Swanson’s storytelling opens the window on fascinating historical times. Like me, you’ll see the daily challenge that everyday people faced in simply trying to get from one place to another. Finding a horse, renting a cart, locating a boat, hiring a guide and on and on, the headaches of transportation were nonstop. The alternative was to walk. More specific to Booth, you’ll go with Lincoln’s killer and accomplice in flight as they camp for five desperate days with no fire and no noise in a pine thicket. You’ll spend a night with an impoverished husband and wife—a black couple—on their front porch, scared by the two uninvited overnight guests that are staying in their modest cabin. The married couple senses that the two men spell trouble.

One of the most surprising aspects of this gripping story was Booth’s Christianity. He was a devout Christian who was willing to stand at the Judgment Seat of God to answer for his actions. Booth consistently spoke and wrote in Christian terms. His Christianity, ironically, expressed the point made by his victim—Lincoln said just weeks earlier that both Union and Confederate prayed to the same God and read the same Bible.

And so, I bring you to my basic criticism of the book. It relates to Christianity. For a purpose that’s not entirely clear to me, Swanson chose on a couple of occasions to refer to Booth, first, as a Judas figure and, second, as a Jesus figure thrice denied. Another disclosure: I’m a Christian. I try to live out my faith. Consequently, Swanson’s reference to Christian imagery struck me as horribly misplaced. Booth was neither a fallen disciple nor a symbol and substance of sacrifice. I realize a storyteller can be swept up in the motion of the moment. Maybe that explains the awkward device.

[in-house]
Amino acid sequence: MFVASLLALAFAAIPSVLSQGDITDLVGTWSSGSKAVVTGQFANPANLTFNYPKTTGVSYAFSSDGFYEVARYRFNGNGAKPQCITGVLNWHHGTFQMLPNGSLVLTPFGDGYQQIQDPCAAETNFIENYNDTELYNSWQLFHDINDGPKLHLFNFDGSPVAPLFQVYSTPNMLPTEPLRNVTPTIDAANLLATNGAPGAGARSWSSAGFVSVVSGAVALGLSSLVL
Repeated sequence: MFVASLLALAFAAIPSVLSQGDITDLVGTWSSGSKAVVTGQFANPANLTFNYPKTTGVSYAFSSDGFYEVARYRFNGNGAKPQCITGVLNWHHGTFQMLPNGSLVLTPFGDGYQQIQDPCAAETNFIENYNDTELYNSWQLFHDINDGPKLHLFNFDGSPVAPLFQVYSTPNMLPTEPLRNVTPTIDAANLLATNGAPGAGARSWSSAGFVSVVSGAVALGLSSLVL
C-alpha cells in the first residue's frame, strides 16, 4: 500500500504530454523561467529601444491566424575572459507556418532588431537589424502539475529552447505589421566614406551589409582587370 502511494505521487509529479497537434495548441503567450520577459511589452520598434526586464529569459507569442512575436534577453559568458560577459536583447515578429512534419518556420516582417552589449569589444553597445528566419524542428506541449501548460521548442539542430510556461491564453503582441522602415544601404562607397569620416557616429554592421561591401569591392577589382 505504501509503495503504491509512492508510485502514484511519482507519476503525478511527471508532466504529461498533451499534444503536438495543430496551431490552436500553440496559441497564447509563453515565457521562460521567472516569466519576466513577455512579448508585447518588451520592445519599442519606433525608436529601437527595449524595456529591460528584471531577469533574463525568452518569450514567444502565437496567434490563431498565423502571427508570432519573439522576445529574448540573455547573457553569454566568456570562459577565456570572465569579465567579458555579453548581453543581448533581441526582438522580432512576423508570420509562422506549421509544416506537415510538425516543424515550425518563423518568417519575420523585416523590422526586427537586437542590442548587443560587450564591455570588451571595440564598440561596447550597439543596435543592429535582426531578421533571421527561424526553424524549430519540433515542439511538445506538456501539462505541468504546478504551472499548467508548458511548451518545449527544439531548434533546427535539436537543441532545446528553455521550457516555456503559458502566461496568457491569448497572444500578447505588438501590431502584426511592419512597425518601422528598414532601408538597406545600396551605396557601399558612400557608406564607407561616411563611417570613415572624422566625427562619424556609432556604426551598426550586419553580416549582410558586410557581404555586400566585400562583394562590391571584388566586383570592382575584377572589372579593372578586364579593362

Reading Manhunt left me with three leadership points. The first bends back to my comment on the microscopic difference between success and failure, one result from another. The twelve-day ordeal has two sides—the side pursuing and the side escaping. Both sides are entwined in these twelve days. They have exactly opposite goals and exactly opposite resources, strategies, and more. Leadership in one draws tightly around one person, Booth. Leadership in the other sprawls more broadly, crossing multiple spaces, entities, and organizations. Various police agents, military units, and governmental agencies and departments were all involved in pursuit of Booth. Incredibly, though, the gap between a range of outcomes was very, very small.

Secondly, an overlooked example of leadership in this story and in the broader Civil War was Edwin Stanton. Stanton was the Secretary of War and one of Lincoln’s most valued and trusted Cabinet members, colleagues, and impressive blend of leader and follower. With hardly any structural apparatus in place, Stanton stepped forward to take the mantle and responsibility of leadership in the solving of Lincoln’s murder and pursuit of Lincoln’s killer. And all the while, Stanton acted in a situation of national confusion and uncertainty. Stanton is worth knowing as a leader. Perhaps I should consider a module on him.

My third and final point on leadership-from-history is abstract. I admit it. Now, stay with me. I think your patience will pay off for you.

I crafted from Manhunt a very important concept about a particular aspect of leadership. I found it while reflecting on Booth’s murderous act. In the hours and days after Lincoln’s death, Booth encountered sets of sympathizers, Confederates like himself who wanted secession to succeed and worked toward that end. There doesn’t appear to have been a formal plan in place for escape and contact of these sympathizers; Booth just bumped from one sympathizer individual, family, or household to the next. Many times, these folks were informants, spies, and other types of risk-taking activists making every effort to win the war against the Union. Several of them had known Booth for months.